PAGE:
Cognitive-behavioural approaches are effective in modifying behaviours, and recent development of group based programs such as DBT, Schema focused therapy, or brief behavioural activation are easier to implement in resource poor settings. Positive Behavioral Support model is a comprehensive approach that incorporates the science of applied behavioural analysis, and promotes proactive and data-driven strategies based on comprehensive assessment of an individual and environment (http://www.apbs.org/new_apbs/general-introduction.html#definition). It is based on the last two decades of research. It views behaviours as goal-directed and interconnected with physiology, situation, cultural and institutional factors, cognitions and feelings; thus, behaviour as having a distinct and important function, which may have an adaptive function at the start, but overtime has become maladaptive. It has a number of integral components to address individual and system factors, with emphasis on proactive rather than reactive interventions.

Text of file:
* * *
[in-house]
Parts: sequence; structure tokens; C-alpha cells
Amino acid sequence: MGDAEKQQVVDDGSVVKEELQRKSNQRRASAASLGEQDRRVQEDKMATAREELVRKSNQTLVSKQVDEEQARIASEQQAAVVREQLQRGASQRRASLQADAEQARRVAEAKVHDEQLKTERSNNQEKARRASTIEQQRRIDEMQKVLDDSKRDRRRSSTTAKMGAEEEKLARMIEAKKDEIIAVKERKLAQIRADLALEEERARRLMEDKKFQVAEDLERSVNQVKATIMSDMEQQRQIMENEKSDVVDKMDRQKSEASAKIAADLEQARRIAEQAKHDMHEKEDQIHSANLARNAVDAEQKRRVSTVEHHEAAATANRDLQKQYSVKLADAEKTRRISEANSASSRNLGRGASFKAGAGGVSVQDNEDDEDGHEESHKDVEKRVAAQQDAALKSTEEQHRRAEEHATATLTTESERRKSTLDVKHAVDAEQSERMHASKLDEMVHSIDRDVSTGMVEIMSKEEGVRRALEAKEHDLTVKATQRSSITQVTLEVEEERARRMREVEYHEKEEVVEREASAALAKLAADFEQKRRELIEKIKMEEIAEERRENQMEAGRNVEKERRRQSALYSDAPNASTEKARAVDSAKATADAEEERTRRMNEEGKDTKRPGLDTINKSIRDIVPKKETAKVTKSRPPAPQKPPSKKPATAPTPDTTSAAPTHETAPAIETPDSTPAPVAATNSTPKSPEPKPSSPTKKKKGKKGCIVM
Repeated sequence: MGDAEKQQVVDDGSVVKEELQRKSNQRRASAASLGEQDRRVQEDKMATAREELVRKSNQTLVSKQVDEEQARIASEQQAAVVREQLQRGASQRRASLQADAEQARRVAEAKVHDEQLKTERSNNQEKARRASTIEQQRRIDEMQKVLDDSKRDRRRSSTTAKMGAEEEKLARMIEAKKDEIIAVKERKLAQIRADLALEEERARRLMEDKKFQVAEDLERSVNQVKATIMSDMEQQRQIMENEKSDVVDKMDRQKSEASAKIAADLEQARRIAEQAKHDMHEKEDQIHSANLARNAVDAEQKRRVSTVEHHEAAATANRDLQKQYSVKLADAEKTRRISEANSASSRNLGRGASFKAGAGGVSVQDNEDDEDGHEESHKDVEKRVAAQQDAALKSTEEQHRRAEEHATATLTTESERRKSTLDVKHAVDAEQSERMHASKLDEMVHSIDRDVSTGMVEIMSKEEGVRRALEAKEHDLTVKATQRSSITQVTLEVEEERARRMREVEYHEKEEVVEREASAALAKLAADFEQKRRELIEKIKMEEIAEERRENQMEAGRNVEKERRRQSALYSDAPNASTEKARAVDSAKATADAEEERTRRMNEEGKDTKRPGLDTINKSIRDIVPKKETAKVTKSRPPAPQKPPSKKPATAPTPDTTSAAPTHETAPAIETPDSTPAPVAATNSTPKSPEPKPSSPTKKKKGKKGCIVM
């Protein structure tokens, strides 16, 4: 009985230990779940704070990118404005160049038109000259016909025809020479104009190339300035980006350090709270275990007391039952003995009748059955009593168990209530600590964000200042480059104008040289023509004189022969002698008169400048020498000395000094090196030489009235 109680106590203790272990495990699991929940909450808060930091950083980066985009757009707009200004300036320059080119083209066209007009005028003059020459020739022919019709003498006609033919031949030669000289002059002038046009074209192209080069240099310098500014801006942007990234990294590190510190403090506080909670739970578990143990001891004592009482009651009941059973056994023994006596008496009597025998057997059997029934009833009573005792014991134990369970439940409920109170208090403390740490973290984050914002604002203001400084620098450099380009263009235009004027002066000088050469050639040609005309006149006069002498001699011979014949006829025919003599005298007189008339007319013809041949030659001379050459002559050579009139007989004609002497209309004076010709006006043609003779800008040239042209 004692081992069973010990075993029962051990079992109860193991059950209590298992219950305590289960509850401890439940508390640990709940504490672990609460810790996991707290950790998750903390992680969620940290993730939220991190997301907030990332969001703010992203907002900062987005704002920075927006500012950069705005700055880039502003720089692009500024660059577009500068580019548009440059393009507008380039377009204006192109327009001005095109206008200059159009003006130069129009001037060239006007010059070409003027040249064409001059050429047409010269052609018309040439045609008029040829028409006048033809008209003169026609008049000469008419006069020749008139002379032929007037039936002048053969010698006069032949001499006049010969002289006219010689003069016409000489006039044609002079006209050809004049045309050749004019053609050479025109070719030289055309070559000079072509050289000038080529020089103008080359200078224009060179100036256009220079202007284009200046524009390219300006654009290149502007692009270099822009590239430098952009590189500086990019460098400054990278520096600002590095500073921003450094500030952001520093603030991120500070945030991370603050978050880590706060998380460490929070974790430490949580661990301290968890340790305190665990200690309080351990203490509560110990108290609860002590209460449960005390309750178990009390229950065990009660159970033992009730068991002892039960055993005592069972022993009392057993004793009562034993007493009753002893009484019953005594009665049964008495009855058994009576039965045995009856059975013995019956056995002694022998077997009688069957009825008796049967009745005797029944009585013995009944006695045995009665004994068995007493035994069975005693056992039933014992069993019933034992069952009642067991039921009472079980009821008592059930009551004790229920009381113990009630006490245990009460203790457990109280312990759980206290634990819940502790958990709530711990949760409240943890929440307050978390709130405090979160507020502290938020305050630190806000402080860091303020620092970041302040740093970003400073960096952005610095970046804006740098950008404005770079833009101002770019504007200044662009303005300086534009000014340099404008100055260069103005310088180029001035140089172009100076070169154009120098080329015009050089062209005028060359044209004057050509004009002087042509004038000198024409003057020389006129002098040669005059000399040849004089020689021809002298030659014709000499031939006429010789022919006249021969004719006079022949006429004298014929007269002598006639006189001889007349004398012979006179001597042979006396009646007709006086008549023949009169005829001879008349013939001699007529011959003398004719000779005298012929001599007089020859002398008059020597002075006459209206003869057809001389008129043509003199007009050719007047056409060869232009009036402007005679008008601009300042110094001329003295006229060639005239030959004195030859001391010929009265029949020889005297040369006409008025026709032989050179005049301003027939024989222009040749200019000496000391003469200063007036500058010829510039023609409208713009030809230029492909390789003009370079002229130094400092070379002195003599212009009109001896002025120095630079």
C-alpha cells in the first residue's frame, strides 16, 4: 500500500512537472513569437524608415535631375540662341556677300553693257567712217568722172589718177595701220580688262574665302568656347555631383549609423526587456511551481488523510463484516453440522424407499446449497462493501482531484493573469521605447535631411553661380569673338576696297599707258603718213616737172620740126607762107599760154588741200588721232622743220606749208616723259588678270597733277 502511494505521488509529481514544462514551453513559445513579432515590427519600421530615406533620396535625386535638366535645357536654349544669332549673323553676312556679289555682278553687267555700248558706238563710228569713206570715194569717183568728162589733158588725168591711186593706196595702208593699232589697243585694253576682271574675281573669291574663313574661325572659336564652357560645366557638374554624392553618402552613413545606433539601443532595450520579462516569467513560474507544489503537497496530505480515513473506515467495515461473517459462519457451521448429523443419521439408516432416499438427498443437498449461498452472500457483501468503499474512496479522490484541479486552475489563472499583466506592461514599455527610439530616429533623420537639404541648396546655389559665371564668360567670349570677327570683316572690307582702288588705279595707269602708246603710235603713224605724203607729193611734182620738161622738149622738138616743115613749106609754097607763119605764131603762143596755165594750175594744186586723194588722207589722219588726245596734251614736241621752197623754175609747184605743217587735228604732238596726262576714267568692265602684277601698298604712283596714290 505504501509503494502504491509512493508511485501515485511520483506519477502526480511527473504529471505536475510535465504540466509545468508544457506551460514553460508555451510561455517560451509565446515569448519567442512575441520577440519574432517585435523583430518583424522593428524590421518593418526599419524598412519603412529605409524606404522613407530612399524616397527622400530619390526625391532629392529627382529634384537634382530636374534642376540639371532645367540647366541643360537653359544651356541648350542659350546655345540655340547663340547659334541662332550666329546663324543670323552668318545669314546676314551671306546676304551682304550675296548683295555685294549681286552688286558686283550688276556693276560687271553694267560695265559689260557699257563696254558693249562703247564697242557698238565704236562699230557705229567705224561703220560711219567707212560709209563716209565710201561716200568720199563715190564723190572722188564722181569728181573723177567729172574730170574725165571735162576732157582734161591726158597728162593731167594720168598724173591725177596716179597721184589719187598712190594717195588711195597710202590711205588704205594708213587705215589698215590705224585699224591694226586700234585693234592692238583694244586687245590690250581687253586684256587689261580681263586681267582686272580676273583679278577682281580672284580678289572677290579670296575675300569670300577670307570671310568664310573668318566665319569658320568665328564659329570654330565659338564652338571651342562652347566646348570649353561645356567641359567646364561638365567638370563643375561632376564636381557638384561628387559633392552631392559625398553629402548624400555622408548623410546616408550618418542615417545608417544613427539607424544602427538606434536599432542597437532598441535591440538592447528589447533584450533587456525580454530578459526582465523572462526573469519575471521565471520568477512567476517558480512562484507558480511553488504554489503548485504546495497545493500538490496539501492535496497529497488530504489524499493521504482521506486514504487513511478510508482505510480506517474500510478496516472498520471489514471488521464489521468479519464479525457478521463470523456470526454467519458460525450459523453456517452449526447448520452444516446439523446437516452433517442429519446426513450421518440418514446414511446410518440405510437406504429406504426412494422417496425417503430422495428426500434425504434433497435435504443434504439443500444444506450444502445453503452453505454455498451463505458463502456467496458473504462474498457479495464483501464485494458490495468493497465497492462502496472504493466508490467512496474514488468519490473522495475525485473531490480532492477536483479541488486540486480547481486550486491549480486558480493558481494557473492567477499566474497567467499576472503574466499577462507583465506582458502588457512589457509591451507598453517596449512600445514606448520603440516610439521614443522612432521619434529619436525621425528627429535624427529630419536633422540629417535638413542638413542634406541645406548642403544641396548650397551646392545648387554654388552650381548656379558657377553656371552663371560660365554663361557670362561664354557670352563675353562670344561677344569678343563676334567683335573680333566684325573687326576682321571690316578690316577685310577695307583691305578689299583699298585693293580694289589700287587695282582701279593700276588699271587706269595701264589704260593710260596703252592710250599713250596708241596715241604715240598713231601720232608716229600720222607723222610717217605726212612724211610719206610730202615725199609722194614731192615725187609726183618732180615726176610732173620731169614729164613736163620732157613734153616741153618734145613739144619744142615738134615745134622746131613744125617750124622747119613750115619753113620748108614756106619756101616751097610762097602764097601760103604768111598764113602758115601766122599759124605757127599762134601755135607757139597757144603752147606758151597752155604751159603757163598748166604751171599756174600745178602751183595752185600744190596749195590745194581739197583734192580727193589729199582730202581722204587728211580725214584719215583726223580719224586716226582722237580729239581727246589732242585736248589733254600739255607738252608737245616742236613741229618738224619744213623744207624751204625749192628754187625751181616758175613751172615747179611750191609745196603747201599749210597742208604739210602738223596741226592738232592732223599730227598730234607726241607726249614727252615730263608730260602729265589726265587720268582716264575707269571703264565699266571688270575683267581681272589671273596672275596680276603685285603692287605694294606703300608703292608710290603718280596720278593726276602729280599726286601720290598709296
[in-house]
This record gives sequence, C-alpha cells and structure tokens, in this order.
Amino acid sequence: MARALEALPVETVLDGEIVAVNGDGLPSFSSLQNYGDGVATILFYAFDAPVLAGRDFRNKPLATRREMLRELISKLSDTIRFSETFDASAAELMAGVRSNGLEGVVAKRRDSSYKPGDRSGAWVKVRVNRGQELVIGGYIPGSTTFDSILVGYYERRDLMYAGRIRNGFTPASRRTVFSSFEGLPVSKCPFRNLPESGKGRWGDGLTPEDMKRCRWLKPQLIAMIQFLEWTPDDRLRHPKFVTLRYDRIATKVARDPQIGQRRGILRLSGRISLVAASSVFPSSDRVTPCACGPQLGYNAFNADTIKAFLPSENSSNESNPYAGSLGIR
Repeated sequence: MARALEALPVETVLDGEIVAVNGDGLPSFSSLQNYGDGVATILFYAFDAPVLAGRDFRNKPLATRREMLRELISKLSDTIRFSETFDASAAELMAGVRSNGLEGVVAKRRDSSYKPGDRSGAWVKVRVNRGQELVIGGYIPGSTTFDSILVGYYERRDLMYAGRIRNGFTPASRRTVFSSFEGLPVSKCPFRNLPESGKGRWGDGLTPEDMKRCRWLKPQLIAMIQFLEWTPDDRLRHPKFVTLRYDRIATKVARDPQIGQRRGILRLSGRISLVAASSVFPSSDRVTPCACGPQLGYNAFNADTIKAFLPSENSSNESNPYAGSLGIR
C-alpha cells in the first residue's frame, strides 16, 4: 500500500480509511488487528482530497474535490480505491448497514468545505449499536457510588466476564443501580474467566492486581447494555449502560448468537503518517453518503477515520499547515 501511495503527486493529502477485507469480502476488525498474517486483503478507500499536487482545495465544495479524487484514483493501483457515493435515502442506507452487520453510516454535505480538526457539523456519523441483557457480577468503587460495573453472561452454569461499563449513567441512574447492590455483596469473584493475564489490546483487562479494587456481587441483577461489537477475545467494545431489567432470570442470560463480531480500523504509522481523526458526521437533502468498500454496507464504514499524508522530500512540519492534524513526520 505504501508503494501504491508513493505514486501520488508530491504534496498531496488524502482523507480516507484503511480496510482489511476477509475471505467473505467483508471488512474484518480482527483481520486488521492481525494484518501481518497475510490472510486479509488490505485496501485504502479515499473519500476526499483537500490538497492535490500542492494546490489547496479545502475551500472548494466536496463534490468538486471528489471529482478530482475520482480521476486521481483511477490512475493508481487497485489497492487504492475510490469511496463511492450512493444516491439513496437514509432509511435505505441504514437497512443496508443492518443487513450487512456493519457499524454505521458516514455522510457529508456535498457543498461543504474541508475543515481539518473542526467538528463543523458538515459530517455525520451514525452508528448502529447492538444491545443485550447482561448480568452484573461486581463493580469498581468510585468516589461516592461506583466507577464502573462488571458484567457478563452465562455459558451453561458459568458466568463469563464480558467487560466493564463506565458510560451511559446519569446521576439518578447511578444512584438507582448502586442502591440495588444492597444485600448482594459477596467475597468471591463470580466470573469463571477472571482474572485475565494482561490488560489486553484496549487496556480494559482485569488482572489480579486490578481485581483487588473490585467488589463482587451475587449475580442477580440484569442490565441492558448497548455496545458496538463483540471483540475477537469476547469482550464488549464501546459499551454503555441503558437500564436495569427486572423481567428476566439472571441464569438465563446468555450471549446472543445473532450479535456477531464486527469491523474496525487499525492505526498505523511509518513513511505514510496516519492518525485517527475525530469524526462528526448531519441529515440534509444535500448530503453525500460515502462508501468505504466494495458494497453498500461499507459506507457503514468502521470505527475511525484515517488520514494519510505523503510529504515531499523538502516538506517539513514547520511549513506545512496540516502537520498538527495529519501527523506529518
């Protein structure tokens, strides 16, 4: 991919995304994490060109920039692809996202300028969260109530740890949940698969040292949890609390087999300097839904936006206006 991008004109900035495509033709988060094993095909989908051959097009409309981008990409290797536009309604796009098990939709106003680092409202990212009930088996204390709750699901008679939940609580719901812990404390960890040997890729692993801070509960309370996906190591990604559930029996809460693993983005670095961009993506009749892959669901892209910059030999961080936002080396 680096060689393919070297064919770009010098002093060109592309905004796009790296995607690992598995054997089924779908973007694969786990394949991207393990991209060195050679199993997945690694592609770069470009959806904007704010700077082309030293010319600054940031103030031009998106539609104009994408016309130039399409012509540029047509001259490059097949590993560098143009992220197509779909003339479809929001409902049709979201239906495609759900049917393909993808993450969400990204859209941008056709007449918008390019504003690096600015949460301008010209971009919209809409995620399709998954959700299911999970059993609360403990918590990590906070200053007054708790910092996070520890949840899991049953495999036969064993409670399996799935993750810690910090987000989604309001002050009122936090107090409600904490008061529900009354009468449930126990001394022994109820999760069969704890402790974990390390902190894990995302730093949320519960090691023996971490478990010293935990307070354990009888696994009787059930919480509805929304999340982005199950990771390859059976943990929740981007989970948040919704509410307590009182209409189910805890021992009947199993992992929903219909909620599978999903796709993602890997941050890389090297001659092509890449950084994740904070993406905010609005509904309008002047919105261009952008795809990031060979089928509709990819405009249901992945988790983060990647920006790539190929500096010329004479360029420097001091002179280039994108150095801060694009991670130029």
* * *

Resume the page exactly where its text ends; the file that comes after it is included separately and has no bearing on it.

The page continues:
Along with the development in the professional therapies, there has been increasing recognition of the role of peer support in mental health as part of the recovery movement since early 1990s. However, peer involvement in forensic, similar to the challenges in integrating mainstream concepts of recovery, is still a controversial area with limited progress made so far. Although forensic peer support can help with instilling hope, providing role modelling, and support with the step of re-integration in the community, the unique challenges in forensic are in defining boundaries around the peer work in secure settings, differences in power and priviledges between professionals and peers, and the socio-cultural influences of fear and control. The chapter on merits and barriers to peer support in forensic notes examples of forensic peer training programs, intervention program, and success with leadership involvement.